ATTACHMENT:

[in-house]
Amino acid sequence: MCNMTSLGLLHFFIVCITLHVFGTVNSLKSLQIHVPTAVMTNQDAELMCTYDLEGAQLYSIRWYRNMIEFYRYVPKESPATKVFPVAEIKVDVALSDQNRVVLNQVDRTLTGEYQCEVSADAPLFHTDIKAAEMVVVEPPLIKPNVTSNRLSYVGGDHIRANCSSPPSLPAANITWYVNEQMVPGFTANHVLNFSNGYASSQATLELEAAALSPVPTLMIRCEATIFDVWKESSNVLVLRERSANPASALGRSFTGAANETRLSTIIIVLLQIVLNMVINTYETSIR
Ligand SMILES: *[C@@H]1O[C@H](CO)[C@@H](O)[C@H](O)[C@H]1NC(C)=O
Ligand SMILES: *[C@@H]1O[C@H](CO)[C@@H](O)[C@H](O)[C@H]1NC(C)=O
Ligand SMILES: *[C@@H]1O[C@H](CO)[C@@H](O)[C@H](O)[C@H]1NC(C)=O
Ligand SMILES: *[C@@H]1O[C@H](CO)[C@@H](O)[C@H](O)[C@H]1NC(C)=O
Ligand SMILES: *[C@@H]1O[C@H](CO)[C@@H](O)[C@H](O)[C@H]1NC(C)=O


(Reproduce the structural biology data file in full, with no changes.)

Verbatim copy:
[in-house]
Amino acid sequence: MCNMTSLGLLHFFIVCITLHVFGTVNSLKSLQIHVPTAVMTNQDAELMCTYDLEGAQLYSIRWYRNMIEFYRYVPKESPATKVFPVAEIKVDVALSDQNRVVLNQVDRTLTGEYQCEVSADAPLFHTDIKAAEMVVVEPPLIKPNVTSNRLSYVGGDHIRANCSSPPSLPAANITWYVNEQMVPGFTANHVLNFSNGYASSQATLELEAAALSPVPTLMIRCEATIFDVWKESSNVLVLRERSANPASALGRSFTGAANETRLSTIIIVLLQIVLNMVINTYETSIR
Ligand SMILES: *[C@@H]1O[C@H](CO)[C@@H](O)[C@H](O)[C@H]1NC(C)=O
Ligand SMILES: *[C@@H]1O[C@H](CO)[C@@H](O)[C@H](O)[C@H]1NC(C)=O
Ligand SMILES: *[C@@H]1O[C@H](CO)[C@@H](O)[C@H](O)[C@H]1NC(C)=O
Ligand SMILES: *[C@@H]1O[C@H](CO)[C@@H](O)[C@H](O)[C@H]1NC(C)=O
Ligand SMILES: *[C@@H]1O[C@H](CO)[C@@H](O)[C@H](O)[C@H]1NC(C)=O